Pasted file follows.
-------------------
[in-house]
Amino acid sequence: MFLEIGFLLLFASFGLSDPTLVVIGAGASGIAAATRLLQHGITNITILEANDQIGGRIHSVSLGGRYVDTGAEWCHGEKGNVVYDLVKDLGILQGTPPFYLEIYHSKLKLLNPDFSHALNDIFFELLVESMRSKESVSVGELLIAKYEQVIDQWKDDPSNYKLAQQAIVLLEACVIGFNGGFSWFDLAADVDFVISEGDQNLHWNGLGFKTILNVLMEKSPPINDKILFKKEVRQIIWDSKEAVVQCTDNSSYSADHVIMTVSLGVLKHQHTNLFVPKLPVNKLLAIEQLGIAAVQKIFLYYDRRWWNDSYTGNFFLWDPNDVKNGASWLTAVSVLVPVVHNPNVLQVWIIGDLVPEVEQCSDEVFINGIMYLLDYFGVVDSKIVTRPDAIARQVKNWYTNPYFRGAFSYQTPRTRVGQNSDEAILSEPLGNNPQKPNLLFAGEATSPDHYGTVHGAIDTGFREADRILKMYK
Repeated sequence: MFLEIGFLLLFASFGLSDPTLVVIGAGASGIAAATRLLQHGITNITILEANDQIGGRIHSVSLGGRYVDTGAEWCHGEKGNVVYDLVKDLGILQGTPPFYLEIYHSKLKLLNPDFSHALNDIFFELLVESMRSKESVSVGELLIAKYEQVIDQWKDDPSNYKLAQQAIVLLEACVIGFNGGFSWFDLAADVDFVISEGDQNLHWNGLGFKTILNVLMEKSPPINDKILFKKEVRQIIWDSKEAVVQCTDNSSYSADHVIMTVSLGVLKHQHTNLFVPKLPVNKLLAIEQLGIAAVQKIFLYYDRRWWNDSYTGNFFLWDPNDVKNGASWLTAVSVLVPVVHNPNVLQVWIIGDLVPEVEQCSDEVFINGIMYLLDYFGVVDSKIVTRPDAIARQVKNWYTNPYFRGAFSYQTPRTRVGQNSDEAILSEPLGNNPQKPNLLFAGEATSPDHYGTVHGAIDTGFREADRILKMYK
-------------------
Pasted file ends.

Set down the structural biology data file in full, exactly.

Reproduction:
[in-house]
Amino acid sequence: MFLEIGFLLLFASFGLSDPTLVVIGAGASGIAAATRLLQHGITNITILEANDQIGGRIHSVSLGGRYVDTGAEWCHGEKGNVVYDLVKDLGILQGTPPFYLEIYHSKLKLLNPDFSHALNDIFFELLVESMRSKESVSVGELLIAKYEQVIDQWKDDPSNYKLAQQAIVLLEACVIGFNGGFSWFDLAADVDFVISEGDQNLHWNGLGFKTILNVLMEKSPPINDKILFKKEVRQIIWDSKEAVVQCTDNSSYSADHVIMTVSLGVLKHQHTNLFVPKLPVNKLLAIEQLGIAAVQKIFLYYDRRWWNDSYTGNFFLWDPNDVKNGASWLTAVSVLVPVVHNPNVLQVWIIGDLVPEVEQCSDEVFINGIMYLLDYFGVVDSKIVTRPDAIARQVKNWYTNPYFRGAFSYQTPRTRVGQNSDEAILSEPLGNNPQKPNLLFAGEATSPDHYGTVHGAIDTGFREADRILKMYK
Repeated sequence: MFLEIGFLLLFASFGLSDPTLVVIGAGASGIAAATRLLQHGITNITILEANDQIGGRIHSVSLGGRYVDTGAEWCHGEKGNVVYDLVKDLGILQGTPPFYLEIYHSKLKLLNPDFSHALNDIFFELLVESMRSKESVSVGELLIAKYEQVIDQWKDDPSNYKLAQQAIVLLEACVIGFNGGFSWFDLAADVDFVISEGDQNLHWNGLGFKTILNVLMEKSPPINDKILFKKEVRQIIWDSKEAVVQCTDNSSYSADHVIMTVSLGVLKHQHTNLFVPKLPVNKLLAIEQLGIAAVQKIFLYYDRRWWNDSYTGNFFLWDPNDVKNGASWLTAVSVLVPVVHNPNVLQVWIIGDLVPEVEQCSDEVFINGIMYLLDYFGVVDSKIVTRPDAIARQVKNWYTNPYFRGAFSYQTPRTRVGQNSDEAILSEPLGNNPQKPNLLFAGEATSPDHYGTVHGAIDTGFREADRILKMYK